Launching a small business this year is sure to bring considerable challenges, and in every industry, there are likely hundreds or even thousands of merchants offering similar products. Standing out in a crowded market means choosing products wisely and using technology on the back-end to maximize your margins and operate efficiently.
1. An initial step is to spend considerable time in choosing the types of products or services that you want to sell. Choosing something familiar is a wise decision, especially for those entrepreneurs who are starting their first venture. Research how competitive your product will be on both features and cost, whether it’s a niche market that can offer high margins or a crowded marketplace that has established brand leaders.
2. Don’t build a completely custom website. The online content and your appearance should of course be tailored to your brand, but the actual architecture and functions of your site should be based on proven solutions. Companies such as Volusion and Shopify offer e-commerce platforms that can help you launch a functional website in just an afternoon. E-commerce providers can also lend their expertise in search-engine optimization and social marketing, which might not be your strong suits but are absolutely critical for building a customer base.
3. Ensure you have a purpose-built mobile site. This is a necessity in today’s world, where purchasing and browsing are moving to the mobile phone and tablet. Many customers simply won’t take the time to view your site on their laptop if it doesn’t work on their smartphone.
4. Embrace online marketplaces such as eBay and Amazon. While it might seem like a noble idea to only sell your products through your own site, it simply isn’t viable when you are first starting out. You can’t beat the value of both companies’ base of millions of customers.
5. Once a critical mass of customers is reached through any variety of marketplaces, you can then shift some efforts to driving business back to your website. You will likely develop a love/hate relationship with online marketplaces where the competition can be fierce and the margins low. Repeat customers provide higher margins if you can encourage them to make purchases through your company’s site. You can accomplish this by directly contacting those customers.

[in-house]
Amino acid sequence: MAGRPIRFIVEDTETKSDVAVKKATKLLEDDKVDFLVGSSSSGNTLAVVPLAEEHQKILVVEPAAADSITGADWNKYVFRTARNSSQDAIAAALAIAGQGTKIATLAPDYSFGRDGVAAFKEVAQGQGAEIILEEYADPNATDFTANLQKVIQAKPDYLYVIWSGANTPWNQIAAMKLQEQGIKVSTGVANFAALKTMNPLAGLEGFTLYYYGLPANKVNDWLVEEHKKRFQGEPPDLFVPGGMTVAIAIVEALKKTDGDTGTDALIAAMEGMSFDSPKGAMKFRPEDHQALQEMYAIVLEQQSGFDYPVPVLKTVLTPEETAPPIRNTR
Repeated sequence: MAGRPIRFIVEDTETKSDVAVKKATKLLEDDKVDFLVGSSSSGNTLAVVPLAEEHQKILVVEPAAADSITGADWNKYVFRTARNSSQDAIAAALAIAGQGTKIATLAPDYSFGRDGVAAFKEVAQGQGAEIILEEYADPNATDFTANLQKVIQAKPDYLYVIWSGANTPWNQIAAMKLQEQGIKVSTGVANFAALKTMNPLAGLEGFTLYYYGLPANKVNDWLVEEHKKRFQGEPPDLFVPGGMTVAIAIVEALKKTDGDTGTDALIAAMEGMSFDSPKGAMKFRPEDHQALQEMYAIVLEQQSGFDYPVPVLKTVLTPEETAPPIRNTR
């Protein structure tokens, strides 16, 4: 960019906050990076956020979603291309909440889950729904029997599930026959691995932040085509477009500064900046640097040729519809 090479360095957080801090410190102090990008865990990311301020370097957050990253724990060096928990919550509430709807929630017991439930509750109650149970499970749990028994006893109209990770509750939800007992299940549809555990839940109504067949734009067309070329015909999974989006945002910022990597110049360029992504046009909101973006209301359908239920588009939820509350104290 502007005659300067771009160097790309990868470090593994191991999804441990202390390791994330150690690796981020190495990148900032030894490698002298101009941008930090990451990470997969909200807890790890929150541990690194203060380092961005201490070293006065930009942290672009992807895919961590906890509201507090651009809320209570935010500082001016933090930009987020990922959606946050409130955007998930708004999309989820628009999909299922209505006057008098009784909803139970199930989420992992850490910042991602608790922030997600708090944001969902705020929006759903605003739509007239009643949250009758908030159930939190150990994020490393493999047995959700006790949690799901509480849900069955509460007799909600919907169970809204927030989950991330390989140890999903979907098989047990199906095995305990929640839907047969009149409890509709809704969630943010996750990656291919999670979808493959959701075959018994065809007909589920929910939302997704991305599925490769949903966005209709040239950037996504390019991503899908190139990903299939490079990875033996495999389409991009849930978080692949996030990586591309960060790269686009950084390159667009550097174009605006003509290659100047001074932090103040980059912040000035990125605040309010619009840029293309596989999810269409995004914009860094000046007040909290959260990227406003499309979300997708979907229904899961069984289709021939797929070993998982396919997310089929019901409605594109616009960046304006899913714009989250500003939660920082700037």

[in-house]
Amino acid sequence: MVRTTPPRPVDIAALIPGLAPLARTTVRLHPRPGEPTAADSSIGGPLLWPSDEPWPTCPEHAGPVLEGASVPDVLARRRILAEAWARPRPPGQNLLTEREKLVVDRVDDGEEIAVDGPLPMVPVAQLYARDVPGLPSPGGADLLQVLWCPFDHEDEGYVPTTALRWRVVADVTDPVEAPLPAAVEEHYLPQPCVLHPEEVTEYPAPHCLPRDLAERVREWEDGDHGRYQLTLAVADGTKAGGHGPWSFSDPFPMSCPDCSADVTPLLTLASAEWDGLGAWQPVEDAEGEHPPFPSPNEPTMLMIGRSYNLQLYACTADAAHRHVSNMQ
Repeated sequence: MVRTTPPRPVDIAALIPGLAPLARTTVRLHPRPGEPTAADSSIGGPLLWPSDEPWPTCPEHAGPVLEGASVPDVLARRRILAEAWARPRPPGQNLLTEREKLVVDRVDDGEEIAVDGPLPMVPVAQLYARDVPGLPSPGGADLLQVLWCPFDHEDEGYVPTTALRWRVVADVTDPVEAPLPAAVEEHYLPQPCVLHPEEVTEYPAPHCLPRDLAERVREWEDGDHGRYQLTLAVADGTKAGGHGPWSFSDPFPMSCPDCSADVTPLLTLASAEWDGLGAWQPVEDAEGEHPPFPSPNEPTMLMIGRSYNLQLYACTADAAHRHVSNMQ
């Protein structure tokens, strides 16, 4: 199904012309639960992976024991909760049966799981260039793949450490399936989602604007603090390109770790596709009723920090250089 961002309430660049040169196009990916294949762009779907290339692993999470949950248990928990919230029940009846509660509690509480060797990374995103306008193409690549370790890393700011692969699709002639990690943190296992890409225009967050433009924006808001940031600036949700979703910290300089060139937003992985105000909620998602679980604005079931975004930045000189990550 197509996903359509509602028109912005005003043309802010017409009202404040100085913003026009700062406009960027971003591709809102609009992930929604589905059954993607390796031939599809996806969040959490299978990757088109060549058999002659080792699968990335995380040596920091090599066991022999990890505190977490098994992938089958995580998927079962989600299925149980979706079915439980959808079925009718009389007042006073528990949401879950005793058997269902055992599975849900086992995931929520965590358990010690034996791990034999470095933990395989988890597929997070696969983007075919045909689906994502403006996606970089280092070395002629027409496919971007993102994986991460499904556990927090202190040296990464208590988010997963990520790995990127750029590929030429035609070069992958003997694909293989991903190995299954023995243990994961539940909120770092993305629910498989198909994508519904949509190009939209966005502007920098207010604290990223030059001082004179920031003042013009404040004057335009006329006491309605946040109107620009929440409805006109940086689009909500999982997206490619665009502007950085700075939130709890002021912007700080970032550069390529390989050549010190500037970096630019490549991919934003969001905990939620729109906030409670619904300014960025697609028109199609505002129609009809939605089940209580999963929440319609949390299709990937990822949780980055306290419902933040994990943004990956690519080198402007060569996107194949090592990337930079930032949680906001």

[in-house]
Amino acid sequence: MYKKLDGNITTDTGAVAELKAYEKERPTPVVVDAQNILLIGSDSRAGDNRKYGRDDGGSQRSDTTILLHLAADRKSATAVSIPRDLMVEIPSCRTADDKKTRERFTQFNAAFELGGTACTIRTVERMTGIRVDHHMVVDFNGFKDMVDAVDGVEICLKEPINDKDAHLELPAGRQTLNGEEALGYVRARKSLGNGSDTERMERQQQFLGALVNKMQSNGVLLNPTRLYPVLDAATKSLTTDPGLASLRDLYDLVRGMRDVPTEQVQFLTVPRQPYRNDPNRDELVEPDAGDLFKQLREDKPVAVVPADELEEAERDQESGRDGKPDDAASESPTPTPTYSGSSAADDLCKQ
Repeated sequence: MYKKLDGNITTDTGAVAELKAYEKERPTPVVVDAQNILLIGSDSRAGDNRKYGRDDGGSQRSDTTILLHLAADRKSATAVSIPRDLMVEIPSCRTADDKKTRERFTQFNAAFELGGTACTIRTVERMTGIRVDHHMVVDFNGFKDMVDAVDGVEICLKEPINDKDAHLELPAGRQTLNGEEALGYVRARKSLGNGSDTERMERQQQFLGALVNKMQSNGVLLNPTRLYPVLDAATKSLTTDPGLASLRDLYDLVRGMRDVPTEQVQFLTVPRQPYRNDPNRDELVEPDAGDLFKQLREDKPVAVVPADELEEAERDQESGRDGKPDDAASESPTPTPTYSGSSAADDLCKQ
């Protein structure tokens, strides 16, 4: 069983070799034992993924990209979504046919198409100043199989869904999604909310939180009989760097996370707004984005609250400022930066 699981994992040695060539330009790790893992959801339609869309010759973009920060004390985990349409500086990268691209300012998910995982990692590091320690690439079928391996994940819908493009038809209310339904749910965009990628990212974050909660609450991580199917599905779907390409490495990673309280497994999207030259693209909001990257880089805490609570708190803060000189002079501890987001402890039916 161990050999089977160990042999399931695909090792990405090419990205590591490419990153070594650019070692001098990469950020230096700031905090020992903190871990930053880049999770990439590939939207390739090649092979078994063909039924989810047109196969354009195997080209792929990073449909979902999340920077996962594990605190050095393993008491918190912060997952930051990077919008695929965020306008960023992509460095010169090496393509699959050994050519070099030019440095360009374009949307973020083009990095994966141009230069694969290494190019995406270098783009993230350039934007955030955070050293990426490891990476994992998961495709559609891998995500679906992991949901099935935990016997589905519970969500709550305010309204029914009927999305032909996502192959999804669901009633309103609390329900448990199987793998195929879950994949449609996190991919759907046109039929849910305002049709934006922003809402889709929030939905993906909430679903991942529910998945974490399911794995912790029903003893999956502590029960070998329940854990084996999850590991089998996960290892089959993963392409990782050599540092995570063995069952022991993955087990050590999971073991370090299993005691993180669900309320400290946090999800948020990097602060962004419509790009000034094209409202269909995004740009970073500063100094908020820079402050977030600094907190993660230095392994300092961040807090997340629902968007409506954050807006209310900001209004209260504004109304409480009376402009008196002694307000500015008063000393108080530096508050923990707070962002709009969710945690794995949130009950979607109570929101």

6. Drive your repeat or prospective customers to your site through email promotions using a cloud-based email marketing service. Companies such as Constant Contact or MailChimp offer very cost-effective email services that will hold your lists and help you navigate anti-spam and unsubscribe compliance rules.
7. Proactively plan for growth. You should put systems in place that are scalable, such as inventory management from a company such as Stich Labs. It’s pricing starts at free and enables you to manage orders across multiple channels (marketplaces and your own site) with just a few clicks. While inventory management might seem like overkill when you are shipping 20 products a month, if you see that jump to 400 per month, you’ll be glad to have that system in place.
8. Don’t neglect the time and expenses involved in shipping products. Standing in line at the post office is a classic example of using time inefficiently. Utilizing a web-based shipping provider can help you to consolidate your various marketplace channels and shipping methods with batch shipping and other automations that increase efficiency. The inclusion of a returns management feature can also help streamline an otherwise cumbersome returns process.
Entrepreneurs bold enough to start a business in 2013 should look to these back-end tips to provide a roadmap for finding the right products and then choosing the right partners to accelerate success. Smart outsourcing is critical, and if used properly, it allows business owners to focus their efforts on customer satisfaction and brand building.
Jason Hodges is the founder of ShipStation, an Austin, Texas-based start-up that provides web-based shipping solutions.